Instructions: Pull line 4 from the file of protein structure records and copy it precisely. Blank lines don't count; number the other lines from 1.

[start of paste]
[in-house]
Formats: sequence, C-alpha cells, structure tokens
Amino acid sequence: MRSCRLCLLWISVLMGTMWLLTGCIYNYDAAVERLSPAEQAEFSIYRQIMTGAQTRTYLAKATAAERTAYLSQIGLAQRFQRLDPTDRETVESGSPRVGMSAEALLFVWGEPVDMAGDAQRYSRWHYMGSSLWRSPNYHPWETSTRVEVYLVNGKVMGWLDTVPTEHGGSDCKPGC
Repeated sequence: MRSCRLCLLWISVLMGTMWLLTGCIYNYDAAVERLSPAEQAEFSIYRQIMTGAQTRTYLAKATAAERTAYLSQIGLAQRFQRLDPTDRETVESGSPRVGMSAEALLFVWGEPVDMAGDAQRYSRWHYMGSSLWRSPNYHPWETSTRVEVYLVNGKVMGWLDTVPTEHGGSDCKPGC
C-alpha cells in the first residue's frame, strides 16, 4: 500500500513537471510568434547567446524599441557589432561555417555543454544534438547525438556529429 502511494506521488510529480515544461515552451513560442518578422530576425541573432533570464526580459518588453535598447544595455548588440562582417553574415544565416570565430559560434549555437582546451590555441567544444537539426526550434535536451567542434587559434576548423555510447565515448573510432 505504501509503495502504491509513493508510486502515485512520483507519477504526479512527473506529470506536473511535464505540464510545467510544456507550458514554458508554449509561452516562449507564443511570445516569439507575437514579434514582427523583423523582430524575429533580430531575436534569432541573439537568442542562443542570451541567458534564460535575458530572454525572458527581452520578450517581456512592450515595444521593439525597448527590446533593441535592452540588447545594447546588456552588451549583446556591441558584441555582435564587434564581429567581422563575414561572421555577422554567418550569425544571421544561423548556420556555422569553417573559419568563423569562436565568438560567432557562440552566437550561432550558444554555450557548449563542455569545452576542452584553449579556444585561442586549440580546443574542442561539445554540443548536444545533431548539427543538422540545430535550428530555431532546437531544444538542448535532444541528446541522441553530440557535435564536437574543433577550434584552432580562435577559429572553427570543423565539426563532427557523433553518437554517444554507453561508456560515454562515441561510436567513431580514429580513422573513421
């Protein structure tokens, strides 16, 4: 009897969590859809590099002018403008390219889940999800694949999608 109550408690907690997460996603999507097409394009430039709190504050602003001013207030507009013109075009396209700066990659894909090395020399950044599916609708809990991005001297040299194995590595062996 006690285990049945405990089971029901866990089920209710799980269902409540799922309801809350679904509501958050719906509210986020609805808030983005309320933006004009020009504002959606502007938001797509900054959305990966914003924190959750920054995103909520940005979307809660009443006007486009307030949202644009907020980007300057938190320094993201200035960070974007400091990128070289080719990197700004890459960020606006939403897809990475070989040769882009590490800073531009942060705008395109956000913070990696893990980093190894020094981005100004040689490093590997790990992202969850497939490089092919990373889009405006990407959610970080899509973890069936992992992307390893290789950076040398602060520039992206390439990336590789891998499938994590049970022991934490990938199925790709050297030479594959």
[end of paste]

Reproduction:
Repeated sequence: MRSCRLCLLWISVLMGTMWLLTGCIYNYDAAVERLSPAEQAEFSIYRQIMTGAQTRTYLAKATAAERTAYLSQIGLAQRFQRLDPTDRETVESGSPRVGMSAEALLFVWGEPVDMAGDAQRYSRWHYMGSSLWRSPNYHPWETSTRVEVYLVNGKVMGWLDTVPTEHGGSDCKPGC